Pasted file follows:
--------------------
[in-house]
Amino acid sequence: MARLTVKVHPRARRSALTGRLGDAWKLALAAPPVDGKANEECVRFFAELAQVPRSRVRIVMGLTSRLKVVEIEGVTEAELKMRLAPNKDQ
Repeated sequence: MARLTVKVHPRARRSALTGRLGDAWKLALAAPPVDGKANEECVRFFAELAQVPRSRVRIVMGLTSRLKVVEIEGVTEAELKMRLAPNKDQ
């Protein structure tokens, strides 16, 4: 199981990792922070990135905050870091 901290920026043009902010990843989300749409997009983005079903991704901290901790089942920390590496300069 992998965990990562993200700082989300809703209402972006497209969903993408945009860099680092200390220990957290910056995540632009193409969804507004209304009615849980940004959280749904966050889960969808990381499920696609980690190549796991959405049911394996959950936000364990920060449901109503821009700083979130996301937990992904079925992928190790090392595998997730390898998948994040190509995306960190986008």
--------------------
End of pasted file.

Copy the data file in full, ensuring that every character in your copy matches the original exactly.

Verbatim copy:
[in-house]
Amino acid sequence: MARLTVKVHPRARRSALTGRLGDAWKLALAAPPVDGKANEECVRFFAELAQVPRSRVRIVMGLTSRLKVVEIEGVTEAELKMRLAPNKDQ
Repeated sequence: MARLTVKVHPRARRSALTGRLGDAWKLALAAPPVDGKANEECVRFFAELAQVPRSRVRIVMGLTSRLKVVEIEGVTEAELKMRLAPNKDQ
């Protein structure tokens, strides 16, 4: 199981990792922070990135905050870091 901290920026043009902010990843989300749409997009983005079903991704901290901790089942920390590496300069 992998965990990562993200700082989300809703209402972006497209969903993408945009860099680092200390220990957290910056995540632009193409969804507004209304009615849980940004959280749904966050889960969808990381499920696609980690190549796991959405049911394996959950936000364990920060449901109503821009700083979130996301937990992904079925992928190790090392595998997730390898998948994040190509995306960190986008």